Monday, May 25, 2009
Friday, May 22, 2009
One of the artists whose work I really enjoyed seeing during a quick round of art in Chelsea.Untitled, 2007, Latex, ink, pumice on canvas, 90” x 66”
More of his work can be seen on Artnet.
(photo via Douglas Witmer.com)
I also got over to the Painting Center to see Douglas Witmer's show, Field + Stream. The space was small, but the work looked good in it. For me, the color bars floating in a sea of grey washes lent the work something of a sense of place, or a glimpse of memories of some place or time. The tension of color edge to painting edge along with the bold colors sitting in seas of beautiful greys gave these pieces a kind of energy that you might not notice unless you spent some time looking. Also, Witmer allowed the gesso to roam free of brushwork and just flow down the surfaces in some of the pieces. Some of the resulting uncolored edges seemed to disappear and gave some of the works an added illusion of floating, depending on the angle at which the works were viewed.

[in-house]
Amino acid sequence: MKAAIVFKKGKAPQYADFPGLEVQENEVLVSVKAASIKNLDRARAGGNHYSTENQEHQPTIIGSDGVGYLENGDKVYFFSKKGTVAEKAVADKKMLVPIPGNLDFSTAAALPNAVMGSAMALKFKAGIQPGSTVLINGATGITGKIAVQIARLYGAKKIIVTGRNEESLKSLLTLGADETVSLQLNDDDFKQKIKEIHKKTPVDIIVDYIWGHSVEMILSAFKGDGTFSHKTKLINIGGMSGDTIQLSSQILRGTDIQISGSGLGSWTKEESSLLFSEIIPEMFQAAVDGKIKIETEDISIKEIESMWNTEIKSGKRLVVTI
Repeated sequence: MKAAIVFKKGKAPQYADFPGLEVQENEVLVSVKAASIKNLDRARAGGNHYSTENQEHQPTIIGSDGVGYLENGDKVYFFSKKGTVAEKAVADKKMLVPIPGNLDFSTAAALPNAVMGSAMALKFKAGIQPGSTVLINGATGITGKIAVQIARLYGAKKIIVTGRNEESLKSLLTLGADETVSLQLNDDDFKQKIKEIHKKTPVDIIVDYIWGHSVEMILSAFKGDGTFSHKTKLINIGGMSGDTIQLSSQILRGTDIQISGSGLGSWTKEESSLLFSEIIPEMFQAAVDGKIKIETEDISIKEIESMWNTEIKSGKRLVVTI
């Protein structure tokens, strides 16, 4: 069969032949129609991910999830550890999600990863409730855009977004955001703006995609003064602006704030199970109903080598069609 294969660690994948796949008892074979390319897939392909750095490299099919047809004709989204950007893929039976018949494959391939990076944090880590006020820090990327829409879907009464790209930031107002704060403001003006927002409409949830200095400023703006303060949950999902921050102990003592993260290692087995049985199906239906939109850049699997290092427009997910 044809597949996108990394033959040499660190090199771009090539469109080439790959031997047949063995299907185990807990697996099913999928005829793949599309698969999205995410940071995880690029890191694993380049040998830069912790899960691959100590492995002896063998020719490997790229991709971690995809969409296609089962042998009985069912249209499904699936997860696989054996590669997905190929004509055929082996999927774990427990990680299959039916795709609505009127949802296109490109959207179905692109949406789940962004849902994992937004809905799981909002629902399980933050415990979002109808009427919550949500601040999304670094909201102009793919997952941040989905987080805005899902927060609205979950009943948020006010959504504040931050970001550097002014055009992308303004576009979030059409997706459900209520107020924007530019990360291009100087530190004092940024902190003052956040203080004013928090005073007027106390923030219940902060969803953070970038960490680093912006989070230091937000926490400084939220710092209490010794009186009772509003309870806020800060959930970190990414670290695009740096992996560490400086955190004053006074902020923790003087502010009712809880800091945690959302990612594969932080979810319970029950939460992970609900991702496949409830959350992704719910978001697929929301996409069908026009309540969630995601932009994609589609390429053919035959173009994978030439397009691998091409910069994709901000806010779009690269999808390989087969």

Thursday, May 21, 2009
Sunday, May 17, 2009
Wednesday, May 13, 2009
Tuesday, May 12, 2009
Sunday, May 10, 2009
This overfed, over-monied art world, Saltz explained, was a self-replicating machine: people think that "the art market is so smart that it only buys the best work...[but in reality]...the art market is so dumb that it buys anything other people are buying." This has led to the dominance of very few styles and of four artists in particular: Damien Hirst, Jeff Koons, Takashi Murakami, and Richard Prince, of whom Saltz proceeded to offer up his frank opinions. "Hirst’s art," he said, "looked good with people around it. In an empty gallery, not so much."
-Part of Hrag Vartanian's report on a recent lecture by Jerry Saltz.